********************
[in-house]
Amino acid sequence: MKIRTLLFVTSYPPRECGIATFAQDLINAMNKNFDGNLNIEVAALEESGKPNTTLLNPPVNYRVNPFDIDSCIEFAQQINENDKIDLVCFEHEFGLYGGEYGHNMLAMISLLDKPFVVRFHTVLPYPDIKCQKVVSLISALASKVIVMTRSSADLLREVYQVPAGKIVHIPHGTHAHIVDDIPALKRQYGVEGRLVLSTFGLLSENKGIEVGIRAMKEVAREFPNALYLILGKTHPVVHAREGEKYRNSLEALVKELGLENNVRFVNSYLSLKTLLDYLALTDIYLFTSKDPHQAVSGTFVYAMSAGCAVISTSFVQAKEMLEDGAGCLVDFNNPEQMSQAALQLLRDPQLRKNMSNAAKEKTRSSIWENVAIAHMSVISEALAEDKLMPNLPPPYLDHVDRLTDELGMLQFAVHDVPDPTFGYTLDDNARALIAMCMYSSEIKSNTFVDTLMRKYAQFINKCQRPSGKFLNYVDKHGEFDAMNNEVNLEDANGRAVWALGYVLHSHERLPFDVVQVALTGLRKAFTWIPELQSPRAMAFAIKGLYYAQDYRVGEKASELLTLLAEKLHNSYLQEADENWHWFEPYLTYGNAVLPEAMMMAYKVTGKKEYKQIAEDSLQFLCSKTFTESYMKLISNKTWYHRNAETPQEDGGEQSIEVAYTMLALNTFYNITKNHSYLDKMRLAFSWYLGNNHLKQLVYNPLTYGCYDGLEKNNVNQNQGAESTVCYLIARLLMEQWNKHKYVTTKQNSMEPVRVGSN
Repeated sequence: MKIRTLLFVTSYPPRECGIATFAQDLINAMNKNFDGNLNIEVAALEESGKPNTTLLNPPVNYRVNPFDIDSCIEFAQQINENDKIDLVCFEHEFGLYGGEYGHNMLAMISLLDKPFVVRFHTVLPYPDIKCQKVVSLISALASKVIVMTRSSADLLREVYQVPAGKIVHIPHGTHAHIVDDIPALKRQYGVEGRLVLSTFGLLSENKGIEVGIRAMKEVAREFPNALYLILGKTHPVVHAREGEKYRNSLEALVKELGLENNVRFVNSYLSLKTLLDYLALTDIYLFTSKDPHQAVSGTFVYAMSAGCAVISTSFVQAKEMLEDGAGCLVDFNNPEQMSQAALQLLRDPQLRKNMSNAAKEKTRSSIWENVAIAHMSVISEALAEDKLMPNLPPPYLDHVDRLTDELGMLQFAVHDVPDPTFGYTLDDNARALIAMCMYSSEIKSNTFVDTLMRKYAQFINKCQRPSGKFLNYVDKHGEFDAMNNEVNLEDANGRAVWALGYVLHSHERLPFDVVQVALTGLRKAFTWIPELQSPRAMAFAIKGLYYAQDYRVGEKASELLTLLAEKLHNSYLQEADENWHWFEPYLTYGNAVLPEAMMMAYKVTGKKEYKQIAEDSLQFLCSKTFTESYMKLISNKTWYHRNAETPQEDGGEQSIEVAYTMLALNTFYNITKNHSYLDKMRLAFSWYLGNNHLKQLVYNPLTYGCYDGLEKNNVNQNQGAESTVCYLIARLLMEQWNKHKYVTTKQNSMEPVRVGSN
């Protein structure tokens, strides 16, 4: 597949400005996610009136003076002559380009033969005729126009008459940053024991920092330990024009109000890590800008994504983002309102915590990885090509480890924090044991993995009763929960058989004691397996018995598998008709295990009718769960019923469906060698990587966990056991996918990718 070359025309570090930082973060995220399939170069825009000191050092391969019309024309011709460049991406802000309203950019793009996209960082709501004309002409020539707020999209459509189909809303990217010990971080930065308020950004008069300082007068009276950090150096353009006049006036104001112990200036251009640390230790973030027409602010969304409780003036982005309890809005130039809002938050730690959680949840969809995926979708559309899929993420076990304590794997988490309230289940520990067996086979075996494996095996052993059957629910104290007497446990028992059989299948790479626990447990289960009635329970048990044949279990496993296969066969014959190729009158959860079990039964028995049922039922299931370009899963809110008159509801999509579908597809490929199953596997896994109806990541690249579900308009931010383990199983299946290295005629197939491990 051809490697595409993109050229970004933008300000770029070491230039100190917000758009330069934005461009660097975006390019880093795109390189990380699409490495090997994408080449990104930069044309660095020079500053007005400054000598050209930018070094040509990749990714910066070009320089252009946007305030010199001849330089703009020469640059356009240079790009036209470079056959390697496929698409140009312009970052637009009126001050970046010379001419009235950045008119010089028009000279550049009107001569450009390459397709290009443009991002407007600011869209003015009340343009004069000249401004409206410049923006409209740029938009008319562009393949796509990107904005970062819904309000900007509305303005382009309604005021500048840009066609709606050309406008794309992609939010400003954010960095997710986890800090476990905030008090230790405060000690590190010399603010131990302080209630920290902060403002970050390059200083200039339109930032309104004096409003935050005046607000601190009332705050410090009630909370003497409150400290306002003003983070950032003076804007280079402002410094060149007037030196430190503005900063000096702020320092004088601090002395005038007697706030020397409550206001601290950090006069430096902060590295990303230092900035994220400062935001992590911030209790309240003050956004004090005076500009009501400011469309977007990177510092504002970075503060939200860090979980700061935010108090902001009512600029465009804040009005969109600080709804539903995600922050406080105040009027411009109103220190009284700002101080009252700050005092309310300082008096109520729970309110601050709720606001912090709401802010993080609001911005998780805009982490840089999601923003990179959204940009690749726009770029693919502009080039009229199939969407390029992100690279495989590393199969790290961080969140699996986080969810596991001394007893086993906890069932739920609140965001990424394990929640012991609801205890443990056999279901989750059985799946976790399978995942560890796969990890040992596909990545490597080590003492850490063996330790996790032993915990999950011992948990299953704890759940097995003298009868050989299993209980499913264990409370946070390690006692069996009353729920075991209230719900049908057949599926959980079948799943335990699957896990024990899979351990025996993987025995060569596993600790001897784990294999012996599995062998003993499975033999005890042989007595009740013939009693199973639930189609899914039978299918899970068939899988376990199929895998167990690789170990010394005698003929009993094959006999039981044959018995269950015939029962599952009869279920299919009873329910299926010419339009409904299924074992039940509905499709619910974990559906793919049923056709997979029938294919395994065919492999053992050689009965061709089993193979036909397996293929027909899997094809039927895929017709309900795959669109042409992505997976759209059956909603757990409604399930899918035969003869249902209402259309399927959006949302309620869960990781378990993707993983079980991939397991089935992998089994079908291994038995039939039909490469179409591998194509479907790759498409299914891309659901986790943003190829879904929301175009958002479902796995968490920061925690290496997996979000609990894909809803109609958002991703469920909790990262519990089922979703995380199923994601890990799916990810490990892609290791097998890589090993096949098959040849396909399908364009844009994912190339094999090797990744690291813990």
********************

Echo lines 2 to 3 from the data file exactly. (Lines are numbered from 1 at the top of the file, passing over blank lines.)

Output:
Amino acid sequence: MKIRTLLFVTSYPPRECGIATFAQDLINAMNKNFDGNLNIEVAALEESGKPNTTLLNPPVNYRVNPFDIDSCIEFAQQINENDKIDLVCFEHEFGLYGGEYGHNMLAMISLLDKPFVVRFHTVLPYPDIKCQKVVSLISALASKVIVMTRSSADLLREVYQVPAGKIVHIPHGTHAHIVDDIPALKRQYGVEGRLVLSTFGLLSENKGIEVGIRAMKEVAREFPNALYLILGKTHPVVHAREGEKYRNSLEALVKELGLENNVRFVNSYLSLKTLLDYLALTDIYLFTSKDPHQAVSGTFVYAMSAGCAVISTSFVQAKEMLEDGAGCLVDFNNPEQMSQAALQLLRDPQLRKNMSNAAKEKTRSSIWENVAIAHMSVISEALAEDKLMPNLPPPYLDHVDRLTDELGMLQFAVHDVPDPTFGYTLDDNARALIAMCMYSSEIKSNTFVDTLMRKYAQFINKCQRPSGKFLNYVDKHGEFDAMNNEVNLEDANGRAVWALGYVLHSHERLPFDVVQVALTGLRKAFTWIPELQSPRAMAFAIKGLYYAQDYRVGEKASELLTLLAEKLHNSYLQEADENWHWFEPYLTYGNAVLPEAMMMAYKVTGKKEYKQIAEDSLQFLCSKTFTESYMKLISNKTWYHRNAETPQEDGGEQSIEVAYTMLALNTFYNITKNHSYLDKMRLAFSWYLGNNHLKQLVYNPLTYGCYDGLEKNNVNQNQGAESTVCYLIARLLMEQWNKHKYVTTKQNSMEPVRVGSN
Repeated sequence: MKIRTLLFVTSYPPRECGIATFAQDLINAMNKNFDGNLNIEVAALEESGKPNTTLLNPPVNYRVNPFDIDSCIEFAQQINENDKIDLVCFEHEFGLYGGEYGHNMLAMISLLDKPFVVRFHTVLPYPDIKCQKVVSLISALASKVIVMTRSSADLLREVYQVPAGKIVHIPHGTHAHIVDDIPALKRQYGVEGRLVLSTFGLLSENKGIEVGIRAMKEVAREFPNALYLILGKTHPVVHAREGEKYRNSLEALVKELGLENNVRFVNSYLSLKTLLDYLALTDIYLFTSKDPHQAVSGTFVYAMSAGCAVISTSFVQAKEMLEDGAGCLVDFNNPEQMSQAALQLLRDPQLRKNMSNAAKEKTRSSIWENVAIAHMSVISEALAEDKLMPNLPPPYLDHVDRLTDELGMLQFAVHDVPDPTFGYTLDDNARALIAMCMYSSEIKSNTFVDTLMRKYAQFINKCQRPSGKFLNYVDKHGEFDAMNNEVNLEDANGRAVWALGYVLHSHERLPFDVVQVALTGLRKAFTWIPELQSPRAMAFAIKGLYYAQDYRVGEKASELLTLLAEKLHNSYLQEADENWHWFEPYLTYGNAVLPEAMMMAYKVTGKKEYKQIAEDSLQFLCSKTFTESYMKLISNKTWYHRNAETPQEDGGEQSIEVAYTMLALNTFYNITKNHSYLDKMRLAFSWYLGNNHLKQLVYNPLTYGCYDGLEKNNVNQNQGAESTVCYLIARLLMEQWNKHKYVTTKQNSMEPVRVGSN